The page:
Scenes from the Hallway (Knitting in the City #6.5)

Scenes from the Hallway (Knitting in the City #6.5)

Penny Reid

Scene One

Who the fuck is that?


The elevator went ding, the doors opened, I strolled out.

First thing I noticed was the narrowness of the hallway. The next thing I noticed was the open stairway to my right, the smell of damp, and the water stain on the ceiling. What a shithole.

“Check the locks on the windows.”

“Got it.” I moved the cell to my other ear, rolling my eyes.

Quinn was barking orders over the phone. And when Quinn barked orders there was nothing to do but say, Got it, or, Right, or, Sounds good. What did he think? That I didn’t know enough about security procedures to test the integrity of window locks when checking the perimeter of an apartment? Give me a fucking break.

He wasn’t thinking clearly because lately he was only thinking about one thing—or rather, one person.

I hated these old apartment buildings, the ones built in the late fifties, early sixties. The elevators hardly ever worked and the stairways were too tight. Without fail, a pipe in the ceiling leaked on every single goddamn floor, making the whole building smell like the cellar of my Uncle Zip’s place.

Not a good smell.

My eyes flickered over Stan and Davis as they straightened away from the wall by the apartment door—second one on the right—coming to attention as soon as I appeared.

“And check the cellar. When I was there on Saturday, the lock on the subbasement was broken. Stan said he’d get it fixed,” Quinn said, still barking orders.

Apparently, we were now going to be the superintendent for every building in Chicago. “Fine.”

I didn’t tell Quinn that my brother’s crew was too stupid to consider the subbasement as an entry point. If Seamus’s guys showed up, they would come in through the front door in broad daylight, like a bunch of thumbs-up-their-asses dumbfucks.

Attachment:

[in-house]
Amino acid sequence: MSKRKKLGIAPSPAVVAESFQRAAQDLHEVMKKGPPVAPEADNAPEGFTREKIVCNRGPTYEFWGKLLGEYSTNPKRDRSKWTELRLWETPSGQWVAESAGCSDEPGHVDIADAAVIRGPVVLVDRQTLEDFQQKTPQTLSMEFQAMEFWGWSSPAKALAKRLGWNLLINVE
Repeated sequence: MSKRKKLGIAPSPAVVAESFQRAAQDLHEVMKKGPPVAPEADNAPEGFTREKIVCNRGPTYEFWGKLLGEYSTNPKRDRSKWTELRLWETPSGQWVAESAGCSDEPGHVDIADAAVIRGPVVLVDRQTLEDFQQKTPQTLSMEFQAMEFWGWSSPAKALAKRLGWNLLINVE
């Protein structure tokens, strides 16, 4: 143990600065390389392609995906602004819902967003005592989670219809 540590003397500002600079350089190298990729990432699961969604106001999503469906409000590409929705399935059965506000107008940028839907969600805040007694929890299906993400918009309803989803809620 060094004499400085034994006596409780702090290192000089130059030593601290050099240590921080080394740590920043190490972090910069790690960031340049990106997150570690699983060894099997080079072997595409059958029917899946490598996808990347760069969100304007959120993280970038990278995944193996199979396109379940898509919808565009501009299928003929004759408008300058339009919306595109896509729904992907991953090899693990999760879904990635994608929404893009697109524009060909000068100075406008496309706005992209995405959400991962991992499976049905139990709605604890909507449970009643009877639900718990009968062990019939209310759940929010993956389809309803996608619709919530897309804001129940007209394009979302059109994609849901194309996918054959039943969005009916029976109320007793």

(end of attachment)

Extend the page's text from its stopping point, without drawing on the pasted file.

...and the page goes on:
Long story short, my good buddy and business partner Quinn Sullivan was under some kind of voodoo spell, thinking he was in love with this woman, Janie Morris. Janie had a sister named Jem, and Jem Morris used to bang my brother, Seamus. Small world, right?

Anyway, Jem stole a shit load of money from Seamus and left him high and dry in Boston. My brother sent a few of his guys here, to Chicago, to track Jem down, which led them to Janie. These geniuses had mistaken Janie for Jem.

Are you with me so far?

I didn’t know Janie well, but I knew Jem. Jem was an asshole, violent, and nuttier than a peanut butter sandwich. So here we were, trying to keep Janie safe from Seamus’s crew while also trying to keep Janie safe from her own sister.

“Janie lives here?” I sneered at the peeling wallpaper—which also reminded me of my Uncle Zip’s place—and the flickering fluorescent light in the stairwell. Not only was it a shithole, it was a creepy-as-fuck shithole.

“No, it’s her friend Sandra’s place, the psychiatrist.” Then under his breath Quinn added, “Sandra needs to move.”

Giving Stan and Davis a brief nod in greeting, I turned to inspect the path I’d taken, noting the empty glass box by the elevator where a fire extinguisher was supposed to be. Real nice.

“Stan is there, right?” Quinn asked.

I looked at Stan. “Yeah. He’s here.”

“Ask him if Janie noticed him following her.”

“You don’t want her to see us?” I inspected this Sandra person’s door, two deadbolts. But the door was made of fiberglass. Deadbolts weren’t good for jackshit in a fiberglass door.

“No, it’s fine if she sees you. But don’t spook her.”

“Spook her? What do you think I’m going to do? Wear a hockey mask, borrow a knife, and go for a slow stroll around her friend’s apartment?”

Quinn made a sound like he was frustrated. “Try to . . . Don’t make her feel watched.”

“Fine.” I rubbed my temple, glaring at the carpet, not sure if I was looking at a brown carpet or one that used to be white, but due to a series of unfortunate and disgusting events was now brown. “We’ll try to make ourselves invisible.”

“Give me an update when you see her.”


“Call if you see Jem.”


“Text when Janie leaves.”

“Got it.”

“I want you to be the one shadowing her.”



Cheese and fucking rice.

“Do you want me to let you know what she eats and how long she takes in the bathroom?” I shared a look with Stan, shaking my head. The other guard smirked.

Whatever spell Janie Morris had cast over my oldest friend must’ve been some powerful shit. I’d never seen Quinn like this before. Not once. Nothing even remotely close.

The few sentences Janie Morris and I had swapped over the past short weeks gave me no insight as to why Quinn was behaving like she was his VIP. She seemed like a nice person, smart, but also—if I’m being honest—a little weird.

Mostly, she was tall. Real tall. Real, real tall. And had crazy hair.

“Dan.” Quinn growled my name, like he was losing patience.

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